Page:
Where they fly

Flights from Stewart are mainly to Ireland and the UK, as well as Bergen, Norway. Dublin is an excellent jumping-off point for a trip around Europe because it’s home to so many discount carriers. Also, given Norwegian’s pricing per leg, you can always fly in to Ireland and return to the US from somewhere else, like Copenhagen or London.

Flight prices are very cheap now that it’s cold and dark in Europe and prices stay under $200 each way through April or May. You can book now through October 2018 on Norwegian.com.

Norwegian Airlines Post-Mortem / Review

I wrote this after our trip to Europe and forgot to post it until now.We had a full-fare experience at a discount-fare price on Norwegian and I hope you will too.

Norwegian Air competes on price and their planes are new, plus your seat still reclines. Your biggest hassle will be the ticket line prior to departure and checked bag fees.

Prior to this trip we didn’t quite know what to expect with Norwegian Airlines, which is the first budget carrier to enter the trans-Atlantic market. We were pleasantly surprised.

For $530 total, per person, we booked two one-way direct tickets in mid-September, an 11pm red-eye from JFK to Copenhagen and a Sunday afternoon return flight from London to JFK.

Having flown RyanAir, I was expecting the worst: strict carry-on weight and size limits, seats that don’t recline, and usurous prices for food and drink. This did not come to pass, but getting to the plane was a struggle.

Ever see one of those photos from the Great Depression of a run on the bank? That’s what the Norwegian check-in line looked like at JFK.

Apparently both online ticketing and self-service kiosks are unavailable at JFK, forcing everyone, even those with carry-on bags only, to check in the old-fashioned way: with a desk agent. Arriving 2 1/4 hours before our flight turned out to be just enough to keep us from seriously considering whether we would miss our flight entirely.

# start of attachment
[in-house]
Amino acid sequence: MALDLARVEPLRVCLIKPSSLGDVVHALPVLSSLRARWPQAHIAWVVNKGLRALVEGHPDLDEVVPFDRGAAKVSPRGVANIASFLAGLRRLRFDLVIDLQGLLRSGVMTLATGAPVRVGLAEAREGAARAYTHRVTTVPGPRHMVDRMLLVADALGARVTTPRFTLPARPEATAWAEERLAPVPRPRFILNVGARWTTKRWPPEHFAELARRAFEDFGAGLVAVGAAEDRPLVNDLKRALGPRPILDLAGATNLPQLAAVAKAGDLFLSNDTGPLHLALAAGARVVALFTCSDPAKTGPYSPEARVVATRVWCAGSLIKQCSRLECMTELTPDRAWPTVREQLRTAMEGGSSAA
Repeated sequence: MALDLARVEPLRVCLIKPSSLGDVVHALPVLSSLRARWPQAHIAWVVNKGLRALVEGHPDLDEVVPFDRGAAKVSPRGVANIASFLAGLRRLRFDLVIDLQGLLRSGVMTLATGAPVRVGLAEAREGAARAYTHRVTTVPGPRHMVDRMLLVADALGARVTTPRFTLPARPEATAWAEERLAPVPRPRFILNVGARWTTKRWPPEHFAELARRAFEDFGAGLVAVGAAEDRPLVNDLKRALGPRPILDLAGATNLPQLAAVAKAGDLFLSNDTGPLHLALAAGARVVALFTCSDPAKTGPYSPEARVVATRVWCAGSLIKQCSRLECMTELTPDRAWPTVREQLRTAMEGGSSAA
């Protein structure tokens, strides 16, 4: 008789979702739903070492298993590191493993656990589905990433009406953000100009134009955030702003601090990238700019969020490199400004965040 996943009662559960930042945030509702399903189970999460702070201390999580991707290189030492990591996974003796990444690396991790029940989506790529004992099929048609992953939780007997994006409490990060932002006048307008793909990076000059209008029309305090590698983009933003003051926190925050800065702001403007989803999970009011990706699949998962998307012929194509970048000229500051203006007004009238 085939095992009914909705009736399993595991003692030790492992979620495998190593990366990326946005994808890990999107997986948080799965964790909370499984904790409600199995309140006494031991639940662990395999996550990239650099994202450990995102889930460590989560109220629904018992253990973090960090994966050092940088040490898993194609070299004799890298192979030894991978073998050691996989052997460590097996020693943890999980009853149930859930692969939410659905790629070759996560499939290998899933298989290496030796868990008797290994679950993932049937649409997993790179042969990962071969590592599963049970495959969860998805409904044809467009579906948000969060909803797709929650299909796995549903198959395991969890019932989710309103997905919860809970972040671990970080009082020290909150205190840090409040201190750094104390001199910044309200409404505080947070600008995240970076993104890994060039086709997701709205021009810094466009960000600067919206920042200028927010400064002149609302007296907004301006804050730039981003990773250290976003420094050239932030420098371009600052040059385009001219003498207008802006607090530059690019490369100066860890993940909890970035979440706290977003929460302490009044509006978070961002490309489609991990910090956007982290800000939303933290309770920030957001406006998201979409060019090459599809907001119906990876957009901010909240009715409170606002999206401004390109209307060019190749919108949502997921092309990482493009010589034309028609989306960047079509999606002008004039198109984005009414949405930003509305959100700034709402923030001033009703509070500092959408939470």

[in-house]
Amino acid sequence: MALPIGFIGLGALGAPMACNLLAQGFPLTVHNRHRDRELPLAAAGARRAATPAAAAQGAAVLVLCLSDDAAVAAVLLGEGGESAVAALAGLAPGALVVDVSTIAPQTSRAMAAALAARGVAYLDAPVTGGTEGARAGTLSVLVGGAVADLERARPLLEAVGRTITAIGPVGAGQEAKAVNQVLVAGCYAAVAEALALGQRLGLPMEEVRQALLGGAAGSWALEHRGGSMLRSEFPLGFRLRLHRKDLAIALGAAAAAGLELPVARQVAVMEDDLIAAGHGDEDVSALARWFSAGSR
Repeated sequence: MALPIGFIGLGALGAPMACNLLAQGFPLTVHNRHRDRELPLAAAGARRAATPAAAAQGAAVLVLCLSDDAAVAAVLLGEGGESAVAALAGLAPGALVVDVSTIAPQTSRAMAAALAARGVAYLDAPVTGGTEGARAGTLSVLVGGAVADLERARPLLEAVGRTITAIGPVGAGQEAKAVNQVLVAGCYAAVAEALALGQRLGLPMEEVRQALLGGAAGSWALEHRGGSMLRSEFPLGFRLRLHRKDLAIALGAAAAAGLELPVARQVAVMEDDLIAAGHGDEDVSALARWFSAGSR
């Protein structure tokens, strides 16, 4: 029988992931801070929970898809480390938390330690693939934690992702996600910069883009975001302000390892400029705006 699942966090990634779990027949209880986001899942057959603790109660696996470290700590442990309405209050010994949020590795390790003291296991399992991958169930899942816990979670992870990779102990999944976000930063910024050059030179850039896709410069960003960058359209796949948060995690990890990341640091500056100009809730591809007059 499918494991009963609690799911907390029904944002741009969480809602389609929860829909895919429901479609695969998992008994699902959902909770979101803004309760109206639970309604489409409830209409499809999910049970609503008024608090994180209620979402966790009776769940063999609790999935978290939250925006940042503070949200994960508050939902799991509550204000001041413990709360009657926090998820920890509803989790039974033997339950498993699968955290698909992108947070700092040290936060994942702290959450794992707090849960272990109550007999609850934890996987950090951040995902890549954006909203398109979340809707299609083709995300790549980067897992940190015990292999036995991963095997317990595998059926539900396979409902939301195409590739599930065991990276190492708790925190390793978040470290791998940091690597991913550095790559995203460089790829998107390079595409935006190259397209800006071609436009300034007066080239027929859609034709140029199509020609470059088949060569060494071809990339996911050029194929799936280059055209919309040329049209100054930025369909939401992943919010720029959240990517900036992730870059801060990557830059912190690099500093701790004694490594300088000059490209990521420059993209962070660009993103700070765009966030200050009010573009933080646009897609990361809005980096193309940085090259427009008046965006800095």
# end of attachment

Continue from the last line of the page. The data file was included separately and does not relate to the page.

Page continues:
Either you’ll have the situation we faced on a Friday night, or it could be clear sailing. Plan for 3 hours. You have been warned.

Once we got to the front of the line, we sailed through. They weigh your carry-on to see that its under the 10kg (22lb) limit, but you can bring a second piece of hand luggage (e.g. a small backpack or laptop bag). They charge around $50 each way for checked luggage, which includes a meal. We skipped this extra charge by packing light.

Once on the plane, the new Boeing 787 Dreamliner is roomy, with huge carry-on bins, high ceilings, and air quality technology that is supposed to reduce jet lag. The only downside is the constant mood lighting in the aisles prevents the cabin from being dark enough, so bring a blindfold like a dork if you plan to sleep. Also bring a snack and a water bottle to save on snacks.

Each seat has a touchscreen display with free movies, games, and TV shows. Color me impressed.

On the way back from London Gatwick online check-in was still not available but we were able to check in with no line via the self-service kiosk. Ticketing and security at Gatwick are efficient and secure, no wonder the British love queueing.

All in all, a positive experience that we would repeat again with a bit extra time on the outbound.

Hopping cheaply across Europe by air and rail

Here’s some good news about your dream trip across Europe. With a little advanced planning, and carry-on luggage, you can get there and get around fairly affordably. After months of planning and procrastination, our full Europe itinerary is now booked. Here are the details of our grand tour with some super secret discount tips at the end.

Conveyance

With the recent boom in discount airlines, flights in Europe are often as cheap or cheaper than a train or bus. These companies make their money by charging extra for everything from seat assignments, to checked baggage, to food, so check the fine print before you book. Norwegian follows the same principles but covers to and from the US.

While they may give you flexibility, Eurail passes were prohibitively expensive for our itinerary, so instead we’ve booked two one-way flights and a bunch of intra-Europe travel. We got the cheapest non-flexible tickets, booking everything outright, so we better not miss any connections!